Roots Hebrides

Nearly all of humanity today plays some kind of organized sports, and essentially every culture’s citizens throughout history have enjoyed some form of communal sporting activity. Cultures such as the Scottish may even have produced full-on original sports. And in the Hebrides, as in Scotland, folks are knowing for hosting some great events full of fun and informal sports betting and partying.

If you’re into sports and visiting the Hebrides, check out games like:

Soccer football. Naturally, football is played in the Hebrides – Is there any nation where it isn’t? Professional Clubs play in either the Uist & Barra Football League or the Lewis & Harris FL. On the international level, the Hebrides’ best players make up Team Western Isles. The “national” team plays in regional and invitational tournaments only, however, as they play without official recognition of FIFA or UEFA.
Except in America, they prefer to use the terminology "Football" to describe their NFL football league and people even bet on NFL odds.

the Barrathon. The island of Barra is conveniently sized so as to allow the running of this half-marathon whose track encircles Barra, beginning and ending in Castlebay. The Barrahon event first began in 2000 and thus is something of a new tradition.

• Sadly, the Western Isles Strongest Man competition is now defunct reportedly due to lack of interest. Hebrideans now compete on the mainland in the Scotland’s Strongest Man competitions which are still, well, going strong.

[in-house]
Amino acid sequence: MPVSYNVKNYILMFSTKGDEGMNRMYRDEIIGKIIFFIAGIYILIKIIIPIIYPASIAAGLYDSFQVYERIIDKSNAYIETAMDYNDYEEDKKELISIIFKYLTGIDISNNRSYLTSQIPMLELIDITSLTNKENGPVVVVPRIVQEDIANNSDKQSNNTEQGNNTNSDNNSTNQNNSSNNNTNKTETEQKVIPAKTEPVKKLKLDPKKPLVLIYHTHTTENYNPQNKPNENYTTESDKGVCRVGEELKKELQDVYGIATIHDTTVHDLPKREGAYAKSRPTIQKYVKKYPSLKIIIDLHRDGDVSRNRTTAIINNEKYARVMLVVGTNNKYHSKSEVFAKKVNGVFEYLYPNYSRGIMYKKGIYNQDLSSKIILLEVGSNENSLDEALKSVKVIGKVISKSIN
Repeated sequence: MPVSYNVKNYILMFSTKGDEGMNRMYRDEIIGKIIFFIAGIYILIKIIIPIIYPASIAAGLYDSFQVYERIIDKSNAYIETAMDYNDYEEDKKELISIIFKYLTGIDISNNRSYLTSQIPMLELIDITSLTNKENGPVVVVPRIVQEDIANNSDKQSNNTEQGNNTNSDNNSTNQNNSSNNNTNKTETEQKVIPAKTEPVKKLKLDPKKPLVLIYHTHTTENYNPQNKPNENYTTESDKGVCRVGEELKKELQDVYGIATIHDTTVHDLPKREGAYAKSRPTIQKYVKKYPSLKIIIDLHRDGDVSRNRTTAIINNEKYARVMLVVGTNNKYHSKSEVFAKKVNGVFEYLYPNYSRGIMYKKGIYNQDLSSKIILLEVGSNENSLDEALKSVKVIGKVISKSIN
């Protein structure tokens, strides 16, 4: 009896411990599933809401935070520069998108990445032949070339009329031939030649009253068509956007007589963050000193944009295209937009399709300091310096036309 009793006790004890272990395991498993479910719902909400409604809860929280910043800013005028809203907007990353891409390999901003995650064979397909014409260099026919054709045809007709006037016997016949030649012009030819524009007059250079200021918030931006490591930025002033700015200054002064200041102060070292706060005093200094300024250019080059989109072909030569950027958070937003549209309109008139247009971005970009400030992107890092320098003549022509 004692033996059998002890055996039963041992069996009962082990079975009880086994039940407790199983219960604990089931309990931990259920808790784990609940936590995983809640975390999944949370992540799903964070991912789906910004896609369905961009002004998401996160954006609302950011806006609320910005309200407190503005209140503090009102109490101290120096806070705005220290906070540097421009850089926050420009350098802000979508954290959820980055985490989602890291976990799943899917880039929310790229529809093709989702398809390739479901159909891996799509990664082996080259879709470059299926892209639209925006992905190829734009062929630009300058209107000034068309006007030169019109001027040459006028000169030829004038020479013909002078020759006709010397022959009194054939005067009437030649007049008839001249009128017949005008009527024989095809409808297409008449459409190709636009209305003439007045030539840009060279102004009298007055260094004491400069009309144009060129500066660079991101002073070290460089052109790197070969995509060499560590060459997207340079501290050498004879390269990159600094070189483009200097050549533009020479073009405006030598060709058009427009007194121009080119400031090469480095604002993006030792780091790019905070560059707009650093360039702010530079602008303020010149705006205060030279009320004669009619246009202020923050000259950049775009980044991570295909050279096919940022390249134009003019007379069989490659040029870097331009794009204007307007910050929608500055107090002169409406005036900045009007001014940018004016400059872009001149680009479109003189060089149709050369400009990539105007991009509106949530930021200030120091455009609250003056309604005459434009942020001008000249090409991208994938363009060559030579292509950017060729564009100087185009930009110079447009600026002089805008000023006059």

• the Highland Games are played throughout the world – in fact, the two largest annual competitions in terms of spectator draw are held in the U.S. – and several are held in the Hebrides. Many of the Scots-created sporting events have recognizable equivalents in the classic games, e.g. the stone put and the Scottish hammer throw; the Maide-leisg is essentially a one-on-one game of tug of war. The weight throw speaks for itself, and the sheaf toss is a simple-to-understand original sport in which players catapult a 20-pound bale over a crossbar with a pitchfork.

And of course, there is that original Scottish game which ultimately has become the symbol of these games themselves, the caber toss.

As awesome as the caber toss is to watch, however, this sport pales in comparison to the interesting complexity of the ball game called…

Shinty comes off as a hybrid of several Euro-American sports, yet very distinctly Gaellic. Players wear gear similar to field hockey, use a stick resembling that used in ice hockey and play on a field resembling a football pitch which is bookended by goals approximately the dimensions of futsal’s. Play begins with a sort of combination of basketball’s opening jump ball and the first faceoff in hockey.

The start of the game looks like a combination of the opening jumpball in basketball and the opening faceoff in hockey. During play, the ball may be hit in the air and controlled with two feet or the chest if necessary – but sticks may not touch as in hockey. The offside penalty common in football-dervied games only exists in shinty within the goal area. In assessing penalties, referees may employ yellow cards or red cards and may award a free hit or a goal hit.

But the oddest bit about shinty may be the regional BBC broadcasts, in which the color commentary is done in standard British English but the play-by-play is in Gaelic – Glè inntinneach!

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